HR Beware: ’Tis the Season for W-2 Scams

Cyberthieves are targeting new HR workers

By Aliah D. Wright Jan 9, 2017
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​The e-mail was clever. It read:

"I'm in the middle of a negotiation so won't be available by cell or e-mail but I need you to send W-2s for the management team to our new accountants. You can e-mail them to [____________]. Needs to be done today. Sorry for the rush on this and please take this as an exception to normal protocol. Thanks. – Alan."

"Alan was the chief financial officer," said William J. Roberts, a Hartford, Conn.-based data privacy attorney with the law firm Shipman & Goodwin LLP. But in this case, it wasn't Alan who was sending the e-mail. Despite the company's policy prohibiting employees from sending sensitive documents through e-mail, a newly hired junior HR professional fell for the phishing scam and sent the W-2s to the cyberthief's e-mail address.

Between January and March of last year, more than 55 businesses had reportedly been tricked into e-mailing criminals sensitive payroll data, according to the security blog Cloudmark. HR professionals—some of whom were fired for exposing private information—were duped when they received spoofed or fake e-mail messages, like the one above, from thieves posing as senior company officials.

Crooks obtain W-2s with Social Security numbers, salary data, birthdates, addresses and other personally identifiable information. They then file fake federal tax returns and claim refunds from the government.

This year, experts are warning HR professionals to be sure to create and follow policies prohibiting the divulging of employee data when handling payroll data.

New tax filing deadlines for employers may help prevent cybercrimes. Previously, employers had until Jan. 31 to distribute copies of Form W-2 to employees and could submit paper W-2s to the Social Security Administration by Feb. 28 and electronic W-2s by March 31.

Not anymore.

The IRS has helped minimize one threat this year by making the filing dates for both the print and electronic versions Jan. 31, said Rick Roddis, president of ComplyRight Tax Solutions and efile4biz.com. ComplyRight is a Pompano Beach, Fla.-based company that provides HR insight and compliance solutions for small businesses. "In past years, the recipient paper forms were due in advance, allowing a window for thieves to obtain information and use that data to commit W-2 fraud," he told SHRM Online.

Awareness and education about e-mail scams, too, can prevent fraud.

"HR professionals need to recognize the form these scams take, including phishing attacks, fraudulent vendor or employee phone calls, and employee theft," Roberts said. He deals frequently with the theft of W-2s, which he said occur "quite regularly this time of year." Notably, sophisticated phishing schemes "appear to be targeting junior and newly hired professionals the most in order to exploit their eagerness to please [and] make a good first impression."

Criminals are also monitoring social media accounts to "know when to attack, such as when a senior HR manager is on vacation."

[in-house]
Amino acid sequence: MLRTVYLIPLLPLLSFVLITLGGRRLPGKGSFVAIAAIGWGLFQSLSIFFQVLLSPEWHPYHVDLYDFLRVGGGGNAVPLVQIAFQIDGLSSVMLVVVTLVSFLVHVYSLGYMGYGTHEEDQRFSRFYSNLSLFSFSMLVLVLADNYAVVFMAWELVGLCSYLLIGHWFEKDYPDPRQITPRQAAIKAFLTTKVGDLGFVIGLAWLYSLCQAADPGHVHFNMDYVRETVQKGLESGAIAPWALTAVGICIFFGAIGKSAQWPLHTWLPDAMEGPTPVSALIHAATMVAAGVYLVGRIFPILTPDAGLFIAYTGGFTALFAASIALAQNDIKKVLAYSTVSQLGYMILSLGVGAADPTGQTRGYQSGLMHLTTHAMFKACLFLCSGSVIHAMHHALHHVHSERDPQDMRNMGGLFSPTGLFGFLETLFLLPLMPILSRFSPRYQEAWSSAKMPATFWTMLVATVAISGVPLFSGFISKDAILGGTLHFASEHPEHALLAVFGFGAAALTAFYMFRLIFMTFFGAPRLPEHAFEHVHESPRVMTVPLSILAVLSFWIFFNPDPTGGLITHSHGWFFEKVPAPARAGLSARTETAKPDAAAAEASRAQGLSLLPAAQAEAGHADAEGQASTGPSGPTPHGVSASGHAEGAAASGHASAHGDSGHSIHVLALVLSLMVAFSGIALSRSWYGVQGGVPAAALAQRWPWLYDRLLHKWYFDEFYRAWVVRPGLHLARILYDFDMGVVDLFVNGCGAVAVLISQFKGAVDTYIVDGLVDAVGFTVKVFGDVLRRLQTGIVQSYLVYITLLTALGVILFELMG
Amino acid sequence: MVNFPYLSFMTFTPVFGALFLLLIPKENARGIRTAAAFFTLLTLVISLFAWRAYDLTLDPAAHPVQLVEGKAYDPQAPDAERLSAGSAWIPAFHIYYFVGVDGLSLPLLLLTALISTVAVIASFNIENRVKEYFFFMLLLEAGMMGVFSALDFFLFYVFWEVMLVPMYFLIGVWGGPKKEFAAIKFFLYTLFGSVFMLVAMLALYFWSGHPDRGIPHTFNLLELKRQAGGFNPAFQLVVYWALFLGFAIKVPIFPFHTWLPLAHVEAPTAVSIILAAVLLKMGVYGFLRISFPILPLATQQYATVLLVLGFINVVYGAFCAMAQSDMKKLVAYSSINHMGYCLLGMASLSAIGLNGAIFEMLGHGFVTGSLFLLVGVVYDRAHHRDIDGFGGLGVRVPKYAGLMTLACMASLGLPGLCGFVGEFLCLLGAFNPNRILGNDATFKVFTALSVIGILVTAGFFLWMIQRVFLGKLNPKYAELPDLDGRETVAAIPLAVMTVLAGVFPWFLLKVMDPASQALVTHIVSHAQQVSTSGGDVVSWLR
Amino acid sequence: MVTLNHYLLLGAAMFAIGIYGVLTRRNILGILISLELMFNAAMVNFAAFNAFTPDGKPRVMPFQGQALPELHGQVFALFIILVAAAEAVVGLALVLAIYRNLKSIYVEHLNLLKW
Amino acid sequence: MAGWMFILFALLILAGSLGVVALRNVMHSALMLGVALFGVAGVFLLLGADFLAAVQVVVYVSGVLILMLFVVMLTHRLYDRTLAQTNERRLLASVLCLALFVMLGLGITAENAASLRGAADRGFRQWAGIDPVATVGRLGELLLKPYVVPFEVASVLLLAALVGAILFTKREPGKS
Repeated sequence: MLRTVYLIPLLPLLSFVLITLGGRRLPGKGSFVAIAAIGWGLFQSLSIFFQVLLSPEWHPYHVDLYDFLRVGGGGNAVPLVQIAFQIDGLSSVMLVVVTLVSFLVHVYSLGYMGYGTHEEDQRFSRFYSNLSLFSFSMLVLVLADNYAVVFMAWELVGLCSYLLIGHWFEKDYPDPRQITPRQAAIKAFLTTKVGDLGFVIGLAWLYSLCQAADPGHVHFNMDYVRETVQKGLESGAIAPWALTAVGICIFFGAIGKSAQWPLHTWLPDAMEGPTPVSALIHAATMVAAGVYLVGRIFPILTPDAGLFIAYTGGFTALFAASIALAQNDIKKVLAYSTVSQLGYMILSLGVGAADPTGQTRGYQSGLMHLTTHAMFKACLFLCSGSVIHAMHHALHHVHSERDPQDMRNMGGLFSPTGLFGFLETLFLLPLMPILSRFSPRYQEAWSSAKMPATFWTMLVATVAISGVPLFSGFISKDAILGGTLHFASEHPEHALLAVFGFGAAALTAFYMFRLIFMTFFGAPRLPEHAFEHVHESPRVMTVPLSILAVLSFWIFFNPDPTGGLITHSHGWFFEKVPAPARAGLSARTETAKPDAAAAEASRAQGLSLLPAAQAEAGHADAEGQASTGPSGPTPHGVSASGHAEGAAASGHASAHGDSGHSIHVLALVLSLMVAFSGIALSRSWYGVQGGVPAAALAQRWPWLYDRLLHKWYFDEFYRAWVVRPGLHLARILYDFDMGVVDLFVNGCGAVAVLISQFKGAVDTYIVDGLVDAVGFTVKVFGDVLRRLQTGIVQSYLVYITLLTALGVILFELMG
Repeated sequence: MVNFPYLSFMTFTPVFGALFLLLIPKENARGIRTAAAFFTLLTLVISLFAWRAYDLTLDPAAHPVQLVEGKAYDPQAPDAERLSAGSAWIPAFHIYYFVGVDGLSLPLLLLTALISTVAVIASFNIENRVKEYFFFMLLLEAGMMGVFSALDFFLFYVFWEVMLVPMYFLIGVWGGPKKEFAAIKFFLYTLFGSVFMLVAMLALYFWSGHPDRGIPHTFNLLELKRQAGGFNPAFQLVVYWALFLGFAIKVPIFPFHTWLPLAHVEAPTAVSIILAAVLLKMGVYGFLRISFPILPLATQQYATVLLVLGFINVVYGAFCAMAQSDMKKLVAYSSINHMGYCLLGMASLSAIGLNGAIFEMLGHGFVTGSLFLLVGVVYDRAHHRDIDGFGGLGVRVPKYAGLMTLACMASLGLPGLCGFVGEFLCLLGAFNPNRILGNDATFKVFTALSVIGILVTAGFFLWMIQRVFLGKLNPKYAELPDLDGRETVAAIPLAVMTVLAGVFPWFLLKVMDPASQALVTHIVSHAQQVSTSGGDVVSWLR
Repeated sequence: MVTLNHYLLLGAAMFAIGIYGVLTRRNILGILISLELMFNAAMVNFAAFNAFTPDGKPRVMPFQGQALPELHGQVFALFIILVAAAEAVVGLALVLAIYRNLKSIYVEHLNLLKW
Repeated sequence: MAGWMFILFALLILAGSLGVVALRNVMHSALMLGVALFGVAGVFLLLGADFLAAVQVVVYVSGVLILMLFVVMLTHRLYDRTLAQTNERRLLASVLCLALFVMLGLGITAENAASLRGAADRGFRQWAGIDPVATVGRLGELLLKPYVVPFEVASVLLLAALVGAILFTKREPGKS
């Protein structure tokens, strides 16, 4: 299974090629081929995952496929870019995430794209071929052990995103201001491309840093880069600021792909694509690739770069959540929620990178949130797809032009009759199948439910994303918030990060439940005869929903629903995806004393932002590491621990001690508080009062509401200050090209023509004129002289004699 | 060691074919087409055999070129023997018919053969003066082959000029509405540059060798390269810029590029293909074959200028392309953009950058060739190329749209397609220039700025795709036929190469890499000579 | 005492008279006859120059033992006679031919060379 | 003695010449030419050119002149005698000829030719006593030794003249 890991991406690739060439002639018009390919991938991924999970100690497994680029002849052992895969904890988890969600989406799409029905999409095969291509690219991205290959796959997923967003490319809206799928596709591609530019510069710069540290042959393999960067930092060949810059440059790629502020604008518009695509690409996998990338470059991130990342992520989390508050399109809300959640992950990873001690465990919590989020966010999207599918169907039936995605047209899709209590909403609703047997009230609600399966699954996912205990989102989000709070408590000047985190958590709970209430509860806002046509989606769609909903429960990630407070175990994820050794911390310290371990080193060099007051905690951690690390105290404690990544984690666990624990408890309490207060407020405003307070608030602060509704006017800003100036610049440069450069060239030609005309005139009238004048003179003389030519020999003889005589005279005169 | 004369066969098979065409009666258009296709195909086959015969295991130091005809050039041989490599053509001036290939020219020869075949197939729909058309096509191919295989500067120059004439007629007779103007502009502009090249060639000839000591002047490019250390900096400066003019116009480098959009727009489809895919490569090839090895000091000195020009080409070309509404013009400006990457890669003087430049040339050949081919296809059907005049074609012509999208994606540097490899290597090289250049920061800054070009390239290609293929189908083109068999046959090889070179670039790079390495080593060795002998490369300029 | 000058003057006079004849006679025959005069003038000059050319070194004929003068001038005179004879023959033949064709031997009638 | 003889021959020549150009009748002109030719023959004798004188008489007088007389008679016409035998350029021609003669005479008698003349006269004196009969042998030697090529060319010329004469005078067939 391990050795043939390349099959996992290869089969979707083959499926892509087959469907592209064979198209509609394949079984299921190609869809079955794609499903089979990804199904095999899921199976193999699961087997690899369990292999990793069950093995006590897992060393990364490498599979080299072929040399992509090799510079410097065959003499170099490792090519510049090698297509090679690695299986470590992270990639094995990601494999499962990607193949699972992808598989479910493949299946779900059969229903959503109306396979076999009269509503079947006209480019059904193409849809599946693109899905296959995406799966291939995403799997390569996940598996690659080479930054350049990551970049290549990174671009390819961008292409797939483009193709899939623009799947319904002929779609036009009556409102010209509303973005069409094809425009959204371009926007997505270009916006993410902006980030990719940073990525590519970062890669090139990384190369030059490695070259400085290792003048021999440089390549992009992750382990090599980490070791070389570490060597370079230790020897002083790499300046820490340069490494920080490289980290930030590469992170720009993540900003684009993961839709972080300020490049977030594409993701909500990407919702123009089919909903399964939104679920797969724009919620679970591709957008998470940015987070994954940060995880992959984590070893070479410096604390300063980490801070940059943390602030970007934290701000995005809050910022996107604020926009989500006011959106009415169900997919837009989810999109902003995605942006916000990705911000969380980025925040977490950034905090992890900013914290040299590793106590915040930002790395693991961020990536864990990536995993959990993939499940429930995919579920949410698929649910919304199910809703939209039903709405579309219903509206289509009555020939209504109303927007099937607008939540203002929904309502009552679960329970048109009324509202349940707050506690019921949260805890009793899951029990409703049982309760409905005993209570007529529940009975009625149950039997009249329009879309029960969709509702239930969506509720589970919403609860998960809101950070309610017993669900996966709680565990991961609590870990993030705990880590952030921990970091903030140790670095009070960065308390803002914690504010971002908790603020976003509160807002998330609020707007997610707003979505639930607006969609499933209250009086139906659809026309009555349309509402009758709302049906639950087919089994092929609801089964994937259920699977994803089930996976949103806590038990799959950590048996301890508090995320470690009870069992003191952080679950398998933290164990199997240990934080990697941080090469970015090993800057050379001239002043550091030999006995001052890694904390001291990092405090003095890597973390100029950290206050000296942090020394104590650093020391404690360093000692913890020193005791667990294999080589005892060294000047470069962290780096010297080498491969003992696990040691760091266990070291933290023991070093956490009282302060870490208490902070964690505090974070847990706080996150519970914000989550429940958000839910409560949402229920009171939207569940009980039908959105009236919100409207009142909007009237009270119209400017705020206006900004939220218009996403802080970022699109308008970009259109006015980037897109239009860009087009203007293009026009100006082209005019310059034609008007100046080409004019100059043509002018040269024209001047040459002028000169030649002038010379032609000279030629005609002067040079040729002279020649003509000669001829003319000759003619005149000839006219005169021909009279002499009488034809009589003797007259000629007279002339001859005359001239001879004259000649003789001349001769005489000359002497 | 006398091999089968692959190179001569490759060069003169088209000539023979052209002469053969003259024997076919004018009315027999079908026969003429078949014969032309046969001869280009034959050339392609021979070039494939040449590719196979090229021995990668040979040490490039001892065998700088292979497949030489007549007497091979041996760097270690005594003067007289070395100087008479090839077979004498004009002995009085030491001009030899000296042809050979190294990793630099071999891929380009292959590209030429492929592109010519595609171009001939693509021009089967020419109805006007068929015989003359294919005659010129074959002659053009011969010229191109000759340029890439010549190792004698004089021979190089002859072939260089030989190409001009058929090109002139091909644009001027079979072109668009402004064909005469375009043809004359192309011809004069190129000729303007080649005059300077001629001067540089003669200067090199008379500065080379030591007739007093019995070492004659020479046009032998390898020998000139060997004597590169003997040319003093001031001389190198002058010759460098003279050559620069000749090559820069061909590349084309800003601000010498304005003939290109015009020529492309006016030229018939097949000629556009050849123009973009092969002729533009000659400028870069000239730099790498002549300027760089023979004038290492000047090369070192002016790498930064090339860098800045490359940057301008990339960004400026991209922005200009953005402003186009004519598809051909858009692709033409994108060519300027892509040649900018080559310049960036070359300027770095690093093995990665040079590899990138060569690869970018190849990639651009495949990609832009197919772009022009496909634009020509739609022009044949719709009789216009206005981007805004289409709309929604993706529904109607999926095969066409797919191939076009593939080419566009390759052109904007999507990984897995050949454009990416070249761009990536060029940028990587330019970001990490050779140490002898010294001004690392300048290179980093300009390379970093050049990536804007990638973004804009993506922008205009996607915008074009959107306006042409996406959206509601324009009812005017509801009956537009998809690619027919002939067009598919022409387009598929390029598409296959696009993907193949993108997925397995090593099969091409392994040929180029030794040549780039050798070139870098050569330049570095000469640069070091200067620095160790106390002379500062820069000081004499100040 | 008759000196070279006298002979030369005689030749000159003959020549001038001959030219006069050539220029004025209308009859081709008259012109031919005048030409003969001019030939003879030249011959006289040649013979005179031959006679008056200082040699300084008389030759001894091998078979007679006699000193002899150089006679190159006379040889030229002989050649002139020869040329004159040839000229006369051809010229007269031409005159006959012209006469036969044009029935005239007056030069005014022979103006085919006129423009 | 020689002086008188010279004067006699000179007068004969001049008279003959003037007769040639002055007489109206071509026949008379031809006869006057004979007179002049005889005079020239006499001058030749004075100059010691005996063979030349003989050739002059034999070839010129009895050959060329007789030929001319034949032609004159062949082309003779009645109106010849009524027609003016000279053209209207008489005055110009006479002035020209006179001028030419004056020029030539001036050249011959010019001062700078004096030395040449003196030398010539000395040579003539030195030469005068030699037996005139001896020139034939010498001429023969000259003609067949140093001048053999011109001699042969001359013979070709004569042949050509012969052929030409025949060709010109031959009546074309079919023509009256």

[SHRM members-only toolkit: Record-Keeping Policy: Safeguarding Social Security Numbers]

How HR Can Protect Jobs and Data

"We should teach workers how to handle data to minimize the potential of its falling into the wrong hands," said Robert Siciliano, an expert on identify theft and CEO of security firm IDTheftSecurity.com in Boston.

Experts offered HR professionals and executives these tips:

  • Train employees on cybersecurity awareness. Many companies do not.
  • Use common sense and avoid making electronic requests for sensitive data. It's not just an e-mail threat; phishing by text is also on the rise, said Roddis.
  • If you receive an e-mail from upper management, verify the request. "Your management will appreciate the extra precautions you take," he added.
  • Don't click on links embedded in e-mails. Hover your mouse over all links and if a link web address looks odd, don't click on it. For example, he said, "if the e-mail supposedly came from a government office, it won't use .com or .net for the URL when you hover over the link." It should show a .gov address instead.
  • Look for spelling errors. The official IRS website is www.irs.gov, and any legitimate IRS webpage address will begin with irs.gov. Don't be fooled by variations such as irs.gove, irs.net or any other similar URL, Roddis said. "This is called typosquatting—where scammers are securing URLs that are similar to the real ones. They are looking for victims who inadvertently make a typing mistake."

Siciliano said that every employee—new and old—should get thorough training, and that each worker's access to sensitive company data should be limited in accordance with his or her role in the organization. "And new employees, before they officially begin work, should complete this training before accessing the company's network."  

While employees should be told that they could be fired for exposing company data, Roberts added, "mistakes happen and only in the most exceptional cases should someone lose their job over something like this. What should put one's job at risk is not the fact they were tricked, but rather that they hid it or did not report it," he said.

Instead of threatening workers, Robert said, HR and company leaders should build "a culture of transparency where people feel comfortable reporting incidents. If you fire everyone who is tricked, you will have few employees left and you will create a culture when people are punished for coming forward.

"Prompt reporting and honesty should be rewarded and should not lead to termination."

 

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